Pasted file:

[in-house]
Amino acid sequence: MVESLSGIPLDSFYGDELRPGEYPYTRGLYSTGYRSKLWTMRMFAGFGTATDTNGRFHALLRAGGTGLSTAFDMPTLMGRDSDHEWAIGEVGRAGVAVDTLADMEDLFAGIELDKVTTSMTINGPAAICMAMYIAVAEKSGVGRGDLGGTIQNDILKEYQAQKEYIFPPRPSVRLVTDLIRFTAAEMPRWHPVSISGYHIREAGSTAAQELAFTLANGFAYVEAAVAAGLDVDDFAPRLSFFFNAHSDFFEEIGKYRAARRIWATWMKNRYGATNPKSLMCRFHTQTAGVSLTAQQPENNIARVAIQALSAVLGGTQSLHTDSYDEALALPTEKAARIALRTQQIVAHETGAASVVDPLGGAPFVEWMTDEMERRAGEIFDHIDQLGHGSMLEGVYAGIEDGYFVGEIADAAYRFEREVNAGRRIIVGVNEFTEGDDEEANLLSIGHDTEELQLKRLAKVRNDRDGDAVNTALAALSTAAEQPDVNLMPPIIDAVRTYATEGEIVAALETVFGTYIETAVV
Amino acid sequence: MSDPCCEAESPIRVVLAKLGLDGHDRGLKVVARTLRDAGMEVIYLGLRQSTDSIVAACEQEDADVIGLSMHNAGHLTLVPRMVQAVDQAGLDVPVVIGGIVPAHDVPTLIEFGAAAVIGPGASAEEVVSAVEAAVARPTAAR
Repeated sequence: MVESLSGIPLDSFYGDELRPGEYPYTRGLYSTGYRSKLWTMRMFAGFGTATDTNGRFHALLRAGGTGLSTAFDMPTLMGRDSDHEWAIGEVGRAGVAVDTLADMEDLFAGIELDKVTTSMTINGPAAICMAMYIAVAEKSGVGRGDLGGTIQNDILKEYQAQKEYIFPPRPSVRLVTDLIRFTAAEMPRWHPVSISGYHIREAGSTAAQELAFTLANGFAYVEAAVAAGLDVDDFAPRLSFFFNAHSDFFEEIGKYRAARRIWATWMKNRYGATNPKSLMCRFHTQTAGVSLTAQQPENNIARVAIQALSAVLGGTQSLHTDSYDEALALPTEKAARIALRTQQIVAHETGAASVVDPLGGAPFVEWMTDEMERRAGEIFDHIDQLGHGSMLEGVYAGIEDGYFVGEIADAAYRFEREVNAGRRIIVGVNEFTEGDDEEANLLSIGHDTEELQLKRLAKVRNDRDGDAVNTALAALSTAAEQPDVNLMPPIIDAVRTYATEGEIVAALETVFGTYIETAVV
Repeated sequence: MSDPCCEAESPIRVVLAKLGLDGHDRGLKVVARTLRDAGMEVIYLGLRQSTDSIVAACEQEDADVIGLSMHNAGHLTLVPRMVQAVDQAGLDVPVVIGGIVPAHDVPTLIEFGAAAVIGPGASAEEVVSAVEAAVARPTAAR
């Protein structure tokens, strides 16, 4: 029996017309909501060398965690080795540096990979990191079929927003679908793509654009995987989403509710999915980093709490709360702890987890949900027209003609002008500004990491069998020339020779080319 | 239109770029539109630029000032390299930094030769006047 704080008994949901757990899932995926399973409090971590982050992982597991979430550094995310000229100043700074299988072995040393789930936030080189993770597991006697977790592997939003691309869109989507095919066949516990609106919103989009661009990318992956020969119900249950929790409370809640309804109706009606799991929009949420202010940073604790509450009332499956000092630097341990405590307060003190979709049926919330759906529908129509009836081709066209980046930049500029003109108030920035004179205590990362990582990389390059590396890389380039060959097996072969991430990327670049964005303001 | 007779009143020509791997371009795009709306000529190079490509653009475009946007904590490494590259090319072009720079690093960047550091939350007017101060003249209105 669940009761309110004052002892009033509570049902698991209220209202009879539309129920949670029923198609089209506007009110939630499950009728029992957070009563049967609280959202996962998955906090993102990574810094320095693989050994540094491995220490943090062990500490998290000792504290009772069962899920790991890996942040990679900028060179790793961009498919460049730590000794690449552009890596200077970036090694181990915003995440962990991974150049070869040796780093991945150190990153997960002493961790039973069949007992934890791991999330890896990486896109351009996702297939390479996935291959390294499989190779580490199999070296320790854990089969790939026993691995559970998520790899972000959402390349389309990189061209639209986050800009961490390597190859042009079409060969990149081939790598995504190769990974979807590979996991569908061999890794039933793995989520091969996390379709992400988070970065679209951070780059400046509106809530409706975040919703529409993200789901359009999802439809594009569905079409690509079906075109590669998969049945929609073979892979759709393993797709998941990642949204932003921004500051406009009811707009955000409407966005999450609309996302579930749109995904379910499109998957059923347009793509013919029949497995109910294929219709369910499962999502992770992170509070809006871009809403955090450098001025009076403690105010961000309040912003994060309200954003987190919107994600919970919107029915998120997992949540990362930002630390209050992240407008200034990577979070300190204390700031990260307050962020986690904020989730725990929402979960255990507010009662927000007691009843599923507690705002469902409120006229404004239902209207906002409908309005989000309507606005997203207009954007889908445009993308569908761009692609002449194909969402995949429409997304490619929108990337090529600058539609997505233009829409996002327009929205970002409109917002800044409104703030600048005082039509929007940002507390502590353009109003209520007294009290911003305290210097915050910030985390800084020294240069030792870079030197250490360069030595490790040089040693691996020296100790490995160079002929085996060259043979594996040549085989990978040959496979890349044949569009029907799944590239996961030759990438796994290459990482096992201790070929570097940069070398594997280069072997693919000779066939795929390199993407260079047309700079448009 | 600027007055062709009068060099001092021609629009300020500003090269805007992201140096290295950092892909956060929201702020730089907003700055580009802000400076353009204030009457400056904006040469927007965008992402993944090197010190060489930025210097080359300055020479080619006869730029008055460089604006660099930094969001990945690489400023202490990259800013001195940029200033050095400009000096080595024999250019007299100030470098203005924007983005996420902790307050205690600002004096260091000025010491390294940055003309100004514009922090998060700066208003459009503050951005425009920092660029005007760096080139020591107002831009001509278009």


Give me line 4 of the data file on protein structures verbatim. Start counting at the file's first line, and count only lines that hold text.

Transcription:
Repeated sequence: MVESLSGIPLDSFYGDELRPGEYPYTRGLYSTGYRSKLWTMRMFAGFGTATDTNGRFHALLRAGGTGLSTAFDMPTLMGRDSDHEWAIGEVGRAGVAVDTLADMEDLFAGIELDKVTTSMTINGPAAICMAMYIAVAEKSGVGRGDLGGTIQNDILKEYQAQKEYIFPPRPSVRLVTDLIRFTAAEMPRWHPVSISGYHIREAGSTAAQELAFTLANGFAYVEAAVAAGLDVDDFAPRLSFFFNAHSDFFEEIGKYRAARRIWATWMKNRYGATNPKSLMCRFHTQTAGVSLTAQQPENNIARVAIQALSAVLGGTQSLHTDSYDEALALPTEKAARIALRTQQIVAHETGAASVVDPLGGAPFVEWMTDEMERRAGEIFDHIDQLGHGSMLEGVYAGIEDGYFVGEIADAAYRFEREVNAGRRIIVGVNEFTEGDDEEANLLSIGHDTEELQLKRLAKVRNDRDGDAVNTALAALSTAAEQPDVNLMPPIIDAVRTYATEGEIVAALETVFGTYIETAVV